Within Boston Bay, sea-cage aquaculture, stormwater run-off from Port Lincoln, the Billy Lights Point wastewater treatment plant and fish-processing discharges all contribute nutrients into the sheltered bays. This is likely to contribute to the eutrophic condition of both Boston and Louth bays and subsequent seagrass losses. The remaining seagrass in these bays was in moderate to poor condition, with dense epiphytic algal growth indicating widespread nutrient enrichment in these areas. The seagrasses in other areas of the Eyre region were largely in good condition and the overall condition of the bioregion was considered good. Many of the seagrass meadows in these bays provide habitat and nursery areas for prawns and various fishes of commercial and recreational importance. D’Estrees Bay supports the only seagrass bed on the south coast of Kangaroo Island; this bed is considered to be in very good condition (KI NRM Board 2009).

Spencer Gulf

Although seagrasses are not widespread in this bioregion, they occur in the more sheltered areas, such as Franklin Harbour in the west, Hardwicke Bay in the east, Port Victoria and areas around the Wardang Island group, and other areas along the mid-east coast (including Balgowan). Highly productive seagrass meadows are also a feature of the Tiparra Reef area, which is exposed to strong currents. There were small stands of seagrass (often interspersed with reef patches or sand) in the south-east of Spencer Gulf, such as off Port Minlacowie and the southern part of Hardwicke Bay. The Environment Protection Authority assessed the ecological condition between Arno Bay and Franklin Harbour as good, while on the eastern side of the gulf, around Moonta and Wallaroo, the ecological condition was classified as excellent with seagrass meadows of Posidonia spp. and Amphibolis spp. Throughout Spencer Gulf there are signs of nutrient enrichment reflected in dense growths of epiphytic algae on the seagrasses, indicating that the habitats are under stress (Gaylard et al. 2013).

North Spencer Gulf

North Spencer Gulf bioregion’s warm, shallow waters support seagrass beds over 53% of the sea floor, mostly in the central and northern reaches. At 4215 square kilometres (50% of the state’s total seagrass coverage), this is the largest area of seagrass meadows recorded in South Australia, and one of the largest areas of temperate seagrass meadows in Australia. The area has limited water movement and low wave energy, so it is vulnerable to land-based sources of pollution that are not readily dissipated. There has been a loss of Amphibolis antarctica due to exposure to heat and ultraviolet light (Seddon 2000). This trend is expected to continue and might increase with climate change, as temperatures in the gulf rise.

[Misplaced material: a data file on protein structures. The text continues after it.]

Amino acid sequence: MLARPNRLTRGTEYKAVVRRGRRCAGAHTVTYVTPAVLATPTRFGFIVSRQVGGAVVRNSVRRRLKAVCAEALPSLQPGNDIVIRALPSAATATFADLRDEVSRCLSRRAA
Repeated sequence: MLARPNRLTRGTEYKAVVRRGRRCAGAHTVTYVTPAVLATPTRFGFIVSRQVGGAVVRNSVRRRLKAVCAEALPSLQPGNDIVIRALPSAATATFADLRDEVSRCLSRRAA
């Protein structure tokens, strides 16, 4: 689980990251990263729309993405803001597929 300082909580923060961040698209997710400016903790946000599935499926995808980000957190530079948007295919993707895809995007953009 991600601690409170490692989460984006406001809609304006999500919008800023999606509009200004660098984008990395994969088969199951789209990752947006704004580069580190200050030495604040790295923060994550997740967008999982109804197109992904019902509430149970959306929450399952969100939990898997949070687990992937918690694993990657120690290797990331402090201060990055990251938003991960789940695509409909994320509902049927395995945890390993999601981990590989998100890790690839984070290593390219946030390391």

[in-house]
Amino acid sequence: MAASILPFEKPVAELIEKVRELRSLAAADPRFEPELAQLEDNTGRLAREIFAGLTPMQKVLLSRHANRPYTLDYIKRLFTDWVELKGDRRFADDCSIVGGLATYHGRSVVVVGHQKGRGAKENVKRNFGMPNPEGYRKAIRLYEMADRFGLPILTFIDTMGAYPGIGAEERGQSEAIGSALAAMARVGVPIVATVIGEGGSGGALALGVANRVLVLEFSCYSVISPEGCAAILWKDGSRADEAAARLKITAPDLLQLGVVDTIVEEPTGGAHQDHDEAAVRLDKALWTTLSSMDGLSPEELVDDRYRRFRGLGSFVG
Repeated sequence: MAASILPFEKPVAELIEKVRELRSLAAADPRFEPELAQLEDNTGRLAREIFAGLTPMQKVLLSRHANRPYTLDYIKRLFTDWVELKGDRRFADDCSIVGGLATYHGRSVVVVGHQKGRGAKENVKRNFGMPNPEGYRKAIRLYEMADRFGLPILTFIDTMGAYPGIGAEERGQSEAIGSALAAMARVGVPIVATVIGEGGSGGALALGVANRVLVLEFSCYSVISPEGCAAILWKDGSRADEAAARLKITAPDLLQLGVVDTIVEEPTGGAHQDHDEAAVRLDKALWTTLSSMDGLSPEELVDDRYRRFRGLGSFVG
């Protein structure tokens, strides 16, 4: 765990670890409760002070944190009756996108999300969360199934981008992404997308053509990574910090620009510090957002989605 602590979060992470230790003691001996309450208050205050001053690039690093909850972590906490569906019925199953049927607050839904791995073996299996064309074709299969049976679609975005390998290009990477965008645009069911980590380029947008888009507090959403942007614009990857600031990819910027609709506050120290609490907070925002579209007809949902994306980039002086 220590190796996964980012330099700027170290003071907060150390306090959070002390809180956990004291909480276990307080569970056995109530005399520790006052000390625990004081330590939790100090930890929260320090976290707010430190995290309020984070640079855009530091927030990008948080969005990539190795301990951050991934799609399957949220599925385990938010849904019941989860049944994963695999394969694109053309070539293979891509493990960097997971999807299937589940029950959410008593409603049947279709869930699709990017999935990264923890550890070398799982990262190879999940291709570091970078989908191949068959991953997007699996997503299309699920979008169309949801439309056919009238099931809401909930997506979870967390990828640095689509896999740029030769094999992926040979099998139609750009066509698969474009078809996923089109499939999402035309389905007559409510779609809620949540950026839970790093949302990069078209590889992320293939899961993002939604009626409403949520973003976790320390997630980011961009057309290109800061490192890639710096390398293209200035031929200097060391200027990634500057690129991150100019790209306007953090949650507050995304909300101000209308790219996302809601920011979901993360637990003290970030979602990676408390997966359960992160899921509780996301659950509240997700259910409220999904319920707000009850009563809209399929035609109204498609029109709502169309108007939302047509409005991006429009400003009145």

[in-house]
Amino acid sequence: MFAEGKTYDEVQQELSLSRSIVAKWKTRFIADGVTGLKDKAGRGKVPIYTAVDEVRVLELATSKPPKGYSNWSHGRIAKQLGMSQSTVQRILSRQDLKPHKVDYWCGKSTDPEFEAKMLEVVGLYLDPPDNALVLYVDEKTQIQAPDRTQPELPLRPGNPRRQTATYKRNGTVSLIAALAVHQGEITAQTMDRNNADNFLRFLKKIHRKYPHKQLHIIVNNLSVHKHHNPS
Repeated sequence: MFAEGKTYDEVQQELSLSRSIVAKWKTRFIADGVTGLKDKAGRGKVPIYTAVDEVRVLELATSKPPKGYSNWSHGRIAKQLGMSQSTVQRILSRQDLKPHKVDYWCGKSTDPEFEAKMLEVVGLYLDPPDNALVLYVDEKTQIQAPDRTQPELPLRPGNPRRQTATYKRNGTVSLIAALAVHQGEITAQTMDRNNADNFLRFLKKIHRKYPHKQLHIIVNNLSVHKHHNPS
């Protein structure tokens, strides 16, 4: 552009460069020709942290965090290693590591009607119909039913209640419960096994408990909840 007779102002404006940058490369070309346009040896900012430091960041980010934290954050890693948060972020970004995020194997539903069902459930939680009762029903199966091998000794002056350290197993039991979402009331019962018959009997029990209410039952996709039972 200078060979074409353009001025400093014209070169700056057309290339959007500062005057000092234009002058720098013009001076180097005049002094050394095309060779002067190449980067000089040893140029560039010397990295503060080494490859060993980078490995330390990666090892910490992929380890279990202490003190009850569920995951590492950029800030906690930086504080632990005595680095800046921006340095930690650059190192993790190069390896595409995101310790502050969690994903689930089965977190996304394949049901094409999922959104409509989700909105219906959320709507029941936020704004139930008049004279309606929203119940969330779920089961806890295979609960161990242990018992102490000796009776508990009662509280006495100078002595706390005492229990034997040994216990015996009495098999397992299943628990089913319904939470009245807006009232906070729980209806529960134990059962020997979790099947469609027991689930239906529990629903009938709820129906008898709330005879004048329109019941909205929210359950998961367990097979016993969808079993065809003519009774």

Gulf St Vincent

Adelaide Metropolitan coastline

Seagrass beds along the metropolitan coastline have been characterised by the loss of more than 5000 hectares of both Amphibolis spp. and Posidonia spp. in the nearshore waters and in several locations adjacent to wastewater discharges, as indicated in the Adelaide Coastal Water Quality Improvement Plan (EPA 2013). The remaining seagrasses are fragmented, leaving them vulnerable to further degradation. The numerous discharges of nutrients and sediment into the coastal waters, and the high residence time of discharges in the nearshore waters, due to lack of mixing with deeper waters are likely to continue to cause further loss of seagrass along this section of coastline. The EPA assessed the shallow waters throughout this part of the coast and determined that the condition was fair, with some areas of intact seagrasses particularly around Semaphore, while the area between Grange and Glenelg was degraded (Gaylard et al. 2013). Although losses have been reported for the deeper waters offshore, recent investigations by the EPA determined the ecological condition to be very good because the meadows surveyed were typically dense with low epiphyte loads in clear water. Further south, the ecological condition of the waters less than 15 metres deep is considered to be poor because the seagrasses are patchy, and there are indications of nutrient enrichment throughout the region. Testing of rehabilitation methods by Irving et al. (2010) found that sand-filled hessian bags provided a viable and cost-effective option for mitigating losses; however, successful long-term recovery will rely on improvements in water quality, as outlined in the draft Adelaide Coastal Water Quality Improvement Plan (EPA 2013).

Yankalilla Bay and Light River